Lisa (18:41): Yeah. It was not unexpected. So then,

Damon (18:46): Oh, that was the moment. And she stiff arm.

Lisa (18:49): Yeah. Yeah.

Damon (18:51): Ah, God, that’s sorry.

Lisa (18:56): Then it was a weekend of us awkwardly and coldly getting to know one another. So ironically, she told me the whole story from her point of view, her and my father were teenagers. She had a very negative view of my father. She had me at 16 or she I’m sorry. She got pregnant at 16, had me at 17. She was raised in a very strict Italian Catholic family, very shame driven. And that was not okay. It was not okay to have sex before marriage. Certainly not okay to have a baby out of wedlock. So she hated my father for a while. Realized she was pregnant, went kind of was in denial for a while. And this was 74. So Roe versus Wade was approved, went to have an abortion. And I think she went at like, she was like 20 weeks and a day.

Lisa (20:04): So when she got to the appointment, they would not do it cause she was a day or two over the cutoff. Yeah. So then it was plan B. So my father was from a crazy loving family of eight, the opposite family of my mom’s family. So then they decided to go to her and asked for help. She met with them and my grandmother was very welcoming. She said she would talk to my mother’s parents and they would work it out as adults. My grandmother had dreams of adopting me as the ninth child. She would adopt me as a grandchild is her ninth child. She had been her body I guess, gave up after eight other kids. So they have this grand plan to go over, went to my mother’s family and it was just shut down. They wanted nothing to do with it. They blamed, they had a hard time accepting that my mother willingly was in a sexual relationship, assumed that my dad pressured her into sex. And they told my father and my grandmother that if they tried to pursue any kind of custody, that they would pursue statutory rape charges. So that kind of cut everything off. So my grandmother kind of felt like either she’s going to choose between her son and her grandchild. So she just went along with it.

Damon (21:32): Lisa’s birth mother was sent to live with an aunt on the Jersey shore for three months when Lisa was born, her maternal grandmother had arrived in town for her birth in late August. Lisa’s grandmother held her once after she was born, her birth mother was not allowed to hold her child. Lisa’s August birthday meant her birth mother delivered just in time to return home to graduate high school. Her birth mother has since gone on to become a successful neonatal nurse. She works with infants, a choice of professions that Lisa finds fascinating.

Lisa (22:08): So moved on with her life and kind of didn’t look back. I know she told me this was such a shame driven family, that her father, five years after I was born now, she had moved on and become successful. And no one was the wiser. It was a big family secret he passed away from a heart attack. And at one point her family members blamed her for contributing to the stress of her father’s death, this big shame. So she carried this shame bubble, you know, for her whole life. Yeah.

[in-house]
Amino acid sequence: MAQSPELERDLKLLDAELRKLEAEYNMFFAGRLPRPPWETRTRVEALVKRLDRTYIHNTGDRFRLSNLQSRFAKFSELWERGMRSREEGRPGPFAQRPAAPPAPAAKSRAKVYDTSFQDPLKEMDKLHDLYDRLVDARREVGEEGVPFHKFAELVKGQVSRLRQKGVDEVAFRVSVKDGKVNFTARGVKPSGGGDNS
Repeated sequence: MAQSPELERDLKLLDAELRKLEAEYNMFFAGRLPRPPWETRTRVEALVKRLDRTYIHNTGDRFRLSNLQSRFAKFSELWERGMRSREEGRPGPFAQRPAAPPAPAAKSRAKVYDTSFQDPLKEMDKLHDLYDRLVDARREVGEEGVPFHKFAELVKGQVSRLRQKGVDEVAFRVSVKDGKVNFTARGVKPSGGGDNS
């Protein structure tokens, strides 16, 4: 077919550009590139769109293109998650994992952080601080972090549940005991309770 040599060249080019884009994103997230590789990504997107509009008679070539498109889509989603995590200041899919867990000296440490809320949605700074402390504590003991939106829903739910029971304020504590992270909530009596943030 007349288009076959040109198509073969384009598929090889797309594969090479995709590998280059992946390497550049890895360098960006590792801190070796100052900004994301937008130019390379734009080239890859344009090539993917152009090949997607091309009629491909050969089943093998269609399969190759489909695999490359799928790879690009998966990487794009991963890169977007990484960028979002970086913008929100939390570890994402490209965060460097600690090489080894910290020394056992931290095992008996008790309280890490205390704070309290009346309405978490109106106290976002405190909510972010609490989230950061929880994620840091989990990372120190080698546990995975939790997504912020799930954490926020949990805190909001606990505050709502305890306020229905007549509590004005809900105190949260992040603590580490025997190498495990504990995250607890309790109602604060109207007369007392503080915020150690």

Damon (22:48): Even if she had tried as she did to go on, be successful, put this in the past, the family, just put it back on her. That’s unbelievable.

Lisa (23:00): Deep, deep, you know, layers of shame. Now I’m being honest to me the weekend that she got my letter, my father still lived in the town that we grew up in or that they grew up in and her mom still lived there. So she paid my dad to visit, showed him the letter reminded him that I was alive and well, and, and might be searching someday. But they had a very difficult conversation because she, she blames him for a lot of life changing stuff. And that was the last conversation that they had. But she did not tell me that. I found that out later from my father. Yeah.

Damon (23:40): Hold so pause for a quick second. So she, then she received your letter. She took it to him.

Lisa (23:48): She took it to him before she spoke to me. Wow. I got this letter, you know, she’s, you know, asking questions, I’m going to answer her. I just thought you should know kind of thing.

Damon (24:01): And then those two never spoke again, never spoke again. As we talked, something Lisa said was caught in my mind about that weekend. She met her mother. She said we spent a very awkward weekend. It kind of sounded like she spent the weekend at her birth mother’s home on reunion weekend. So I asked Lisa about it.

Lisa (24:24): I did. And it was the last minute thing. So she was still a nurse and working. So I was left in her home by myself for long periods of time to just watch TV. And then we would have these conversations at night. She’d take me out to dinner with her best friend who was incredibly warm and welcoming. And they’d been, you know, high school, best friends. So she saw my mother go through all this. And I saw my mother being incredibly warm and engaged with her best friend. And I saw her best friend being that way to me. But their connection was not between me and my mother. And then we had these difficult conversations. At one point I found out the way my mom dealt with all of this stuff was religion. She was very Catholic. Her home was very Catholic, which I respect, but that is the way she dealt with it.